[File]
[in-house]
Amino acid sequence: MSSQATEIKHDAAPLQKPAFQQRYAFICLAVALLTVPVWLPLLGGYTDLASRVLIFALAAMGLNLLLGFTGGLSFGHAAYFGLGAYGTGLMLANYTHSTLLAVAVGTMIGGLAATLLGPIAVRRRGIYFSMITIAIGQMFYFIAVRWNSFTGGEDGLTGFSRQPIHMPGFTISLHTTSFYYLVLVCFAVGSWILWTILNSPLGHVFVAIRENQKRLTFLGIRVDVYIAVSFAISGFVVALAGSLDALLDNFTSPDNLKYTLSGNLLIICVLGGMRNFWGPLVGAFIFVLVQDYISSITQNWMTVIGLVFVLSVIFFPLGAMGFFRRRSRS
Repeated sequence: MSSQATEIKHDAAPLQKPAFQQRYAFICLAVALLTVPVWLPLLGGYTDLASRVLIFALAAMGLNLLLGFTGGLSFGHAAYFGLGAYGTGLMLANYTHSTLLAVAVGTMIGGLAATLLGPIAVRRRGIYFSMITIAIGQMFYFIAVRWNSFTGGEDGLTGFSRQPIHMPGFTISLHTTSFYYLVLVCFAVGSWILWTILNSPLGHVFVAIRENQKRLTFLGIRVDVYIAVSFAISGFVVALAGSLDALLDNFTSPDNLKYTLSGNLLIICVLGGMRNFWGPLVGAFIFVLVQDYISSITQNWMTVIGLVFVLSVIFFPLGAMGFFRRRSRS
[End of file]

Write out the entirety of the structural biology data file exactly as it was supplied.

[in-house]
Amino acid sequence: MSSQATEIKHDAAPLQKPAFQQRYAFICLAVALLTVPVWLPLLGGYTDLASRVLIFALAAMGLNLLLGFTGGLSFGHAAYFGLGAYGTGLMLANYTHSTLLAVAVGTMIGGLAATLLGPIAVRRRGIYFSMITIAIGQMFYFIAVRWNSFTGGEDGLTGFSRQPIHMPGFTISLHTTSFYYLVLVCFAVGSWILWTILNSPLGHVFVAIRENQKRLTFLGIRVDVYIAVSFAISGFVVALAGSLDALLDNFTSPDNLKYTLSGNLLIICVLGGMRNFWGPLVGAFIFVLVQDYISSITQNWMTVIGLVFVLSVIFFPLGAMGFFRRRSRS
Repeated sequence: MSSQATEIKHDAAPLQKPAFQQRYAFICLAVALLTVPVWLPLLGGYTDLASRVLIFALAAMGLNLLLGFTGGLSFGHAAYFGLGAYGTGLMLANYTHSTLLAVAVGTMIGGLAATLLGPIAVRRRGIYFSMITIAIGQMFYFIAVRWNSFTGGEDGLTGFSRQPIHMPGFTISLHTTSFYYLVLVCFAVGSWILWTILNSPLGHVFVAIRENQKRLTFLGIRVDVYIAVSFAISGFVVALAGSLDALLDNFTSPDNLKYTLSGNLLIICVLGGMRNFWGPLVGAFIFVLVQDYISSITQNWMTVIGLVFVLSVIFFPLGAMGFFRRRSRS